Green ringtail possum

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Green ringtail possum[1]
Scientific classification Edit this classification
Domain: Eukaryota
Kingdom: Animalia
Phylum: Chordata
Class: Mammalia
Infraclass: Marsupialia
Order: Diprotodontia
Family: Pseudocheiridae
Genus: Pseudochirops
P. archeri
Binomial name
Pseudochirops archeri
(Collett, 1884)
Green ringtail possum range

Phalangista archeri

The green ringtail possum (Pseudochirops archeri) is a species of ringtail possum found only in northern Australia. This makes it unique in its genus, all other members of which are found in New Guinea or nearby islands. The green ringtail possum is found in a tiny area of northeastern Queensland, between Paluma and Mount Windsor Tableland.[3]

The green ringtail possum gets its name from its fur, which does indeed have a greenish tinge. In reality the fur is olive grey, but it is grizzled with silver, yellow and black hairs, which makes it appear green. It is nocturnal, solitary, and arboreal. It feeds mostly on leaves[3] and is one of the few species that can eat the leaves of the stinger plant (Dendrocnide moroides) which can cause extreme pain with human casualties needing to be hospitalised.[4] It also engages in a practice called coprophagy, where an animal eats its own faeces .[citation needed]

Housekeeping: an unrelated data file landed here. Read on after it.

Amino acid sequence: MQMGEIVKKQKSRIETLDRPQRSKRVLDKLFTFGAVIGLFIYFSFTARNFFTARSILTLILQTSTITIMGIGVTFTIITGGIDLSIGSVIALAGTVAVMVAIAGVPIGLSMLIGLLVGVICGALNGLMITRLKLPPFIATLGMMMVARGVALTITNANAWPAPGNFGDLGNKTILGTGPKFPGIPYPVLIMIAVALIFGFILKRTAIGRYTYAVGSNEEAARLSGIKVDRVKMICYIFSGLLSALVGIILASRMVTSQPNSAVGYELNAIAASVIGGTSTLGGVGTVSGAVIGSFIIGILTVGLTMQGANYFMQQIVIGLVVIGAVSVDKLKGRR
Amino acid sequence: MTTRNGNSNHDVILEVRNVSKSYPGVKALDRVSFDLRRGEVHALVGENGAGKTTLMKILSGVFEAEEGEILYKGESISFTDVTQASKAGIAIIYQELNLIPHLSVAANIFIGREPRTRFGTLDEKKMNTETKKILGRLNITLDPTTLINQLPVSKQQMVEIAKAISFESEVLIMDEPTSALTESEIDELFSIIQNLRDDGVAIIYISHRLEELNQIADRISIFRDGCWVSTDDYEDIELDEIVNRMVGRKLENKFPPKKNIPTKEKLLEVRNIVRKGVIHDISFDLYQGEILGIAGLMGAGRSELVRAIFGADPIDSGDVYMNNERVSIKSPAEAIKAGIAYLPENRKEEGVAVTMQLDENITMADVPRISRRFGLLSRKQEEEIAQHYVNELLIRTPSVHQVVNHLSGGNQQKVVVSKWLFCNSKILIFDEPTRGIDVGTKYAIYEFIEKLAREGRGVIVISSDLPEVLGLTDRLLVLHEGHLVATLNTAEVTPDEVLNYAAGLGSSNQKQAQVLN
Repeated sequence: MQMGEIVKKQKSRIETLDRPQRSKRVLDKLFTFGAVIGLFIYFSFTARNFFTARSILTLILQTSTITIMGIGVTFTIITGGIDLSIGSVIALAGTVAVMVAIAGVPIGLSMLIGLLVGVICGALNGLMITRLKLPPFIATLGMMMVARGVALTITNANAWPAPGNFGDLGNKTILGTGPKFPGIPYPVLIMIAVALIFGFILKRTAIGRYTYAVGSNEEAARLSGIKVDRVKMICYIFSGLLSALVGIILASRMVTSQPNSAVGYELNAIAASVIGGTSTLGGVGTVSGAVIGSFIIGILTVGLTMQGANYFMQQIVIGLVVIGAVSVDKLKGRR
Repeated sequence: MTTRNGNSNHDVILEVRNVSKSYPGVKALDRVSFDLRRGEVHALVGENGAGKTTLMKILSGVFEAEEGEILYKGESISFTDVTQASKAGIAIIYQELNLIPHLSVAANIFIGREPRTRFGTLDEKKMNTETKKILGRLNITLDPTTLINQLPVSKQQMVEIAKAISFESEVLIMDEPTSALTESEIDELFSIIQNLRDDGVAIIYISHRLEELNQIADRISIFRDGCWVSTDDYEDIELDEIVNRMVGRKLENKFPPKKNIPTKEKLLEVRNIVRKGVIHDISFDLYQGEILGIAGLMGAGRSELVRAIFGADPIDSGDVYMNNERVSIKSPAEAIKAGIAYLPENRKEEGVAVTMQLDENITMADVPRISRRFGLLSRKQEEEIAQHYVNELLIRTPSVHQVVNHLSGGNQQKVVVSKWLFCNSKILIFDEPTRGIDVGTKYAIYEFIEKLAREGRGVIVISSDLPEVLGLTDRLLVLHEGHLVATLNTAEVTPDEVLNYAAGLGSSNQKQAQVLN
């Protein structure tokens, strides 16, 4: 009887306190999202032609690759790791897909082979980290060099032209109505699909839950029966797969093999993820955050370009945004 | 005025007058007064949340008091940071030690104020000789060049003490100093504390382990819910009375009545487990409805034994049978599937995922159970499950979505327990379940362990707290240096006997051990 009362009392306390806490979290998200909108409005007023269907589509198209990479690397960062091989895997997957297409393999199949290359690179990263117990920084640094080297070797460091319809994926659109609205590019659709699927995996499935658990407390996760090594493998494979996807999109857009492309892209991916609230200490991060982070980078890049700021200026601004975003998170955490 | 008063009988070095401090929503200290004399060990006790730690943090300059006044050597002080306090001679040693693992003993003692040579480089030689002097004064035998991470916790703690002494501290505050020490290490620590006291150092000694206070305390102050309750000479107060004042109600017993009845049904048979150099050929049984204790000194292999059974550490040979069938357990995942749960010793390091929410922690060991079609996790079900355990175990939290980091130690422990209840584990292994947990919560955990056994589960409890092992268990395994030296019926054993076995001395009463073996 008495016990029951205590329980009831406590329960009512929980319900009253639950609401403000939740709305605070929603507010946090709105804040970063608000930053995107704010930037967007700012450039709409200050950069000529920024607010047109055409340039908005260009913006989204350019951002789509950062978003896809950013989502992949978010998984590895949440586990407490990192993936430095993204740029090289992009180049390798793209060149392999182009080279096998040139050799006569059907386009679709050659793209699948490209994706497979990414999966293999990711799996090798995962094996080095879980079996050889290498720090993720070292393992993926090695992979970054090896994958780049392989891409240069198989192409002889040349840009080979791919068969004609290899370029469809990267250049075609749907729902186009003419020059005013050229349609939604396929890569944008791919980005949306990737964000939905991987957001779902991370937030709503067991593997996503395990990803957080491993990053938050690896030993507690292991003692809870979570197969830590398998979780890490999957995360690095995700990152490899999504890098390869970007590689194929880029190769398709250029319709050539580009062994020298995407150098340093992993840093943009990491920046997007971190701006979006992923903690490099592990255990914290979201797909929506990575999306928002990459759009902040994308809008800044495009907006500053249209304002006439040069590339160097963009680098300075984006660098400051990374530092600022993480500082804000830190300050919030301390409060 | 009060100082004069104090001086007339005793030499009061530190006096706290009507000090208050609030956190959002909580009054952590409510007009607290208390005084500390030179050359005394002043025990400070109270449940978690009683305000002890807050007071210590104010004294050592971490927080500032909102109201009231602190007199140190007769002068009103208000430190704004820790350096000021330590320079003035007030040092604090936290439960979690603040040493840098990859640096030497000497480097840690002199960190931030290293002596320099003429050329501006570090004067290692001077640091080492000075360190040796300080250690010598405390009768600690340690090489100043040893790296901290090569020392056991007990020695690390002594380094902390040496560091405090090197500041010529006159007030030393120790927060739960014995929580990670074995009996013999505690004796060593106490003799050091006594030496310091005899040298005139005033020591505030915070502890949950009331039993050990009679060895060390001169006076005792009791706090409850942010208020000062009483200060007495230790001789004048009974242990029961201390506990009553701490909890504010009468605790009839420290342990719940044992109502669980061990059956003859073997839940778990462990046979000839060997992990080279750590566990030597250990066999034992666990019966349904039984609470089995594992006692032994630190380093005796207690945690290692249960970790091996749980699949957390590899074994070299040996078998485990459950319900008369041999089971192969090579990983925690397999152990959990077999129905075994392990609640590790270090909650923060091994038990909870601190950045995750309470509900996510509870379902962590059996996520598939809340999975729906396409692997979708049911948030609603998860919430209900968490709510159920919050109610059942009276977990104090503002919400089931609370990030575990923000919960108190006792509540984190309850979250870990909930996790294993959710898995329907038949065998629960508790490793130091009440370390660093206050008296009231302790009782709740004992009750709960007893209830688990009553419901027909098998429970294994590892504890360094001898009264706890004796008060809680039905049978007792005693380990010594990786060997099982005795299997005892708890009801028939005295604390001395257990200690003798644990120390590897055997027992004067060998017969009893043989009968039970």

1. ^ Groves, C. P. (2005). Wilson, D. E.; Reeder, D. M. (eds.). Mammal Species of the World: A Taxonomic and Geographic Reference (3rd ed.). Baltimore: Johns Hopkins University Press. p. 53. ISBN 0-801-88221-4. OCLC 62265494.
  2. ^ Woinarski, J.; Burbidge, A.A. (2019). "Pseudochirops archeri". IUCN Red List of Threatened Species. 2019: e.T18502A21962719. doi:10.2305/IUCN.UK.2019-1.RLTS.T18502A21962719.en. Retrieved 11 November 2021.
  3. ^ a b Menkhorst, Peter (2001). A Field Guide to the Mammals of Australia. Oxford University Press. p. 98.
  4. ^ Hurley, M. (2000). "Growth dynamics and leaf quality of the stinging trees Dendrocnide moroides and Dendrocnide cordifolia (Family Urticaceae) in Australian tropical rainforest: Implications for herbivores". Australian Journal of Botany. 48 (2): 191. doi:10.1071/BT98006.

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